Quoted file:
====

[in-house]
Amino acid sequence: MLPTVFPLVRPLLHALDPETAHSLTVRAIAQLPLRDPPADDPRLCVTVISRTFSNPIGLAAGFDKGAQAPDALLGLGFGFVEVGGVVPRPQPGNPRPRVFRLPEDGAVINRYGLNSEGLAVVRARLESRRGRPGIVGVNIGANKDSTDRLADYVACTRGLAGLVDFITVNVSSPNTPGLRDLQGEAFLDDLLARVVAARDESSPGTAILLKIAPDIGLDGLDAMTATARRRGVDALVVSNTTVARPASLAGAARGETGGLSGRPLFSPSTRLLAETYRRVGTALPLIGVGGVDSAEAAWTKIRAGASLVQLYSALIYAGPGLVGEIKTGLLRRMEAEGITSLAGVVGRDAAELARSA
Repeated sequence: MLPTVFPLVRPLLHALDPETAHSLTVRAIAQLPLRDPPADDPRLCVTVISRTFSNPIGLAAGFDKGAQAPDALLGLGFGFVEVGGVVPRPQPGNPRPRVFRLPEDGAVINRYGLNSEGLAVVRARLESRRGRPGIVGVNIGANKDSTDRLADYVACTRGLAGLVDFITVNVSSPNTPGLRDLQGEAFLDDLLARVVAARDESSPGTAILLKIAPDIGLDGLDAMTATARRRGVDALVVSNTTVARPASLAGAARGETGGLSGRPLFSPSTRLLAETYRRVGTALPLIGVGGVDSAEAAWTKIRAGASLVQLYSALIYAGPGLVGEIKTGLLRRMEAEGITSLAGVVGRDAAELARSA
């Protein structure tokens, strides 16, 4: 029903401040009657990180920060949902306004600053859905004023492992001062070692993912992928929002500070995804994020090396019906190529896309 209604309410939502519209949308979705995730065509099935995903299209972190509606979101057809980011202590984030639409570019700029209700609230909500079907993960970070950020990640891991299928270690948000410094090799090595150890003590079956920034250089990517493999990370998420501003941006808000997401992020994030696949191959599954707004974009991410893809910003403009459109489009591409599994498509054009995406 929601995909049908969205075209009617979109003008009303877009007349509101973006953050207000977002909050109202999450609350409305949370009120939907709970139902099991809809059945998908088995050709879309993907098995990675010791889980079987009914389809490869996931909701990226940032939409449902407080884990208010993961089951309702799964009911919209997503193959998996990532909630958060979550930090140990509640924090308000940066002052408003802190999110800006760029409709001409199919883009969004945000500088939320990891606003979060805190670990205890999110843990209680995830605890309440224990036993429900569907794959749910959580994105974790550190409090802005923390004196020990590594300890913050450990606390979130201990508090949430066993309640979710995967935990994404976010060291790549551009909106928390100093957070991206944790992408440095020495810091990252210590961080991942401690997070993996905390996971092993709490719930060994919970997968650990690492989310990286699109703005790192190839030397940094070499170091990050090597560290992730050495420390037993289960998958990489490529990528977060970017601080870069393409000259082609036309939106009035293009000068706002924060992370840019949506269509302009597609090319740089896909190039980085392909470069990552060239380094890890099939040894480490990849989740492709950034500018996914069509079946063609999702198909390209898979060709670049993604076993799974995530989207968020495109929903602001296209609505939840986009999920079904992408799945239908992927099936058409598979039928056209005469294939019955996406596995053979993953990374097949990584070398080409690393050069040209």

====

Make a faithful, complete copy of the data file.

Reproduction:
[in-house]
Amino acid sequence: MLPTVFPLVRPLLHALDPETAHSLTVRAIAQLPLRDPPADDPRLCVTVISRTFSNPIGLAAGFDKGAQAPDALLGLGFGFVEVGGVVPRPQPGNPRPRVFRLPEDGAVINRYGLNSEGLAVVRARLESRRGRPGIVGVNIGANKDSTDRLADYVACTRGLAGLVDFITVNVSSPNTPGLRDLQGEAFLDDLLARVVAARDESSPGTAILLKIAPDIGLDGLDAMTATARRRGVDALVVSNTTVARPASLAGAARGETGGLSGRPLFSPSTRLLAETYRRVGTALPLIGVGGVDSAEAAWTKIRAGASLVQLYSALIYAGPGLVGEIKTGLLRRMEAEGITSLAGVVGRDAAELARSA
Repeated sequence: MLPTVFPLVRPLLHALDPETAHSLTVRAIAQLPLRDPPADDPRLCVTVISRTFSNPIGLAAGFDKGAQAPDALLGLGFGFVEVGGVVPRPQPGNPRPRVFRLPEDGAVINRYGLNSEGLAVVRARLESRRGRPGIVGVNIGANKDSTDRLADYVACTRGLAGLVDFITVNVSSPNTPGLRDLQGEAFLDDLLARVVAARDESSPGTAILLKIAPDIGLDGLDAMTATARRRGVDALVVSNTTVARPASLAGAARGETGGLSGRPLFSPSTRLLAETYRRVGTALPLIGVGGVDSAEAAWTKIRAGASLVQLYSALIYAGPGLVGEIKTGLLRRMEAEGITSLAGVVGRDAAELARSA
């Protein structure tokens, strides 16, 4: 029903401040009657990180920060949902306004600053859905004023492992001062070692993912992928929002500070995804994020090396019906190529896309 209604309410939502519209949308979705995730065509099935995903299209972190509606979101057809980011202590984030639409570019700029209700609230909500079907993960970070950020990640891991299928270690948000410094090799090595150890003590079956920034250089990517493999990370998420501003941006808000997401992020994030696949191959599954707004974009991410893809910003403009459109489009591409599994498509054009995406 929601995909049908969205075209009617979109003008009303877009007349509101973006953050207000977002909050109202999450609350409305949370009120939907709970139902099991809809059945998908088995050709879309993907098995990675010791889980079987009914389809490869996931909701990226940032939409449902407080884990208010993961089951309702799964009911919209997503193959998996990532909630958060979550930090140990509640924090308000940066002052408003802190999110800006760029409709001409199919883009969004945000500088939320990891606003979060805190670990205890999110843990209680995830605890309440224990036993429900569907794959749910959580994105974790550190409090802005923390004196020990590594300890913050450990606390979130201990508090949430066993309640979710995967935990994404976010060291790549551009909106928390100093957070991206944790992408440095020495810091990252210590961080991942401690997070993996905390996971092993709490719930060994919970997968650990690492989310990286699109703005790192190839030397940094070499170091990050090597560290992730050495420390037993289960998958990489490529990528977060970017601080870069393409000259082609036309939106009035293009000068706002924060992370840019949506269509302009597609090319740089896909190039980085392909470069990552060239380094890890099939040894480490990849989740492709950034500018996914069509079946063609999702198909390209898979060709670049993604076993799974995530989207968020495109929903602001296209609505939840986009999920079904992408799945239908992927099936058409598979039928056209005469294939019955996406596995053979993953990374097949990584070398080409690393050069040209």